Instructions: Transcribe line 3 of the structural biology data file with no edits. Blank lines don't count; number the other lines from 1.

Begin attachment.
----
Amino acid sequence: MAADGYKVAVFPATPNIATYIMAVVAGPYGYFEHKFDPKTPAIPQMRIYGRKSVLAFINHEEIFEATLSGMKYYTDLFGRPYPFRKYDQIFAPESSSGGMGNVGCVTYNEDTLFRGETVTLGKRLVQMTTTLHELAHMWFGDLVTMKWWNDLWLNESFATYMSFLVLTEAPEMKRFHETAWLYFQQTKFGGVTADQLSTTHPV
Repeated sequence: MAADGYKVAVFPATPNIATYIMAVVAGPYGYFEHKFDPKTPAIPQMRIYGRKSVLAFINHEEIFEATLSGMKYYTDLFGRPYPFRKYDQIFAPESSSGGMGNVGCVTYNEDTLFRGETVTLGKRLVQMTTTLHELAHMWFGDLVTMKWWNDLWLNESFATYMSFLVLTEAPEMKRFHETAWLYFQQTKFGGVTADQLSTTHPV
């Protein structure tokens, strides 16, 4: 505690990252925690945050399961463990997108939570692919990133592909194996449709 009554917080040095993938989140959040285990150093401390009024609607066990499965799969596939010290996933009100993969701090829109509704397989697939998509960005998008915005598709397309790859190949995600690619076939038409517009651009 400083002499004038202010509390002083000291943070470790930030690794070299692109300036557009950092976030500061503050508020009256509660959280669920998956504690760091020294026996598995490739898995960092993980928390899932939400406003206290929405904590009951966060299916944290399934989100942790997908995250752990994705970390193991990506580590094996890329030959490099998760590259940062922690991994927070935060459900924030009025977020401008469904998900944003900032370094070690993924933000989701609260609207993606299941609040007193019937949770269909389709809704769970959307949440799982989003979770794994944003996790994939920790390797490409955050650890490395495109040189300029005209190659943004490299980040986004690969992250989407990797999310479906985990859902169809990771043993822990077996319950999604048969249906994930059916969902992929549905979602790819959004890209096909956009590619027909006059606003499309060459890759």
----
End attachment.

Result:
């Protein structure tokens, strides 16, 4: 505690990252925690945050399961463990997108939570692919990133592909194996449709 009554917080040095993938989140959040285990150093401390009024609607066990499965799969596939010290996933009100993969701090829109509704397989697939998509960005998008915005598709397309790859190949995600690619076939038409517009651009 400083002499004038202010509390002083000291943070470790930030690794070299692109300036557009950092976030500061503050508020009256509660959280669920998956504690760091020294026996598995490739898995960092993980928390899932939400406003206290929405904590009951966060299916944290399934989100942790997908995250752990994705970390193991990506580590094996890329030959490099998760590259940062922690991994927070935060459900924030009025977020401008469904998900944003900032370094070690993924933000989701609260609207993606299941609040007193019937949770269909389709809704769970959307949440799982989003979770794994944003996790994939920790390797490409955050650890490395495109040189300029005209190659943004490299980040986004690969992250989407990797999310479906985990859902169809990771043993822990077996319950999604048969249906994930059916969902992929549905979602790819959004890209096909956009590619027909006059606003499309060459890759």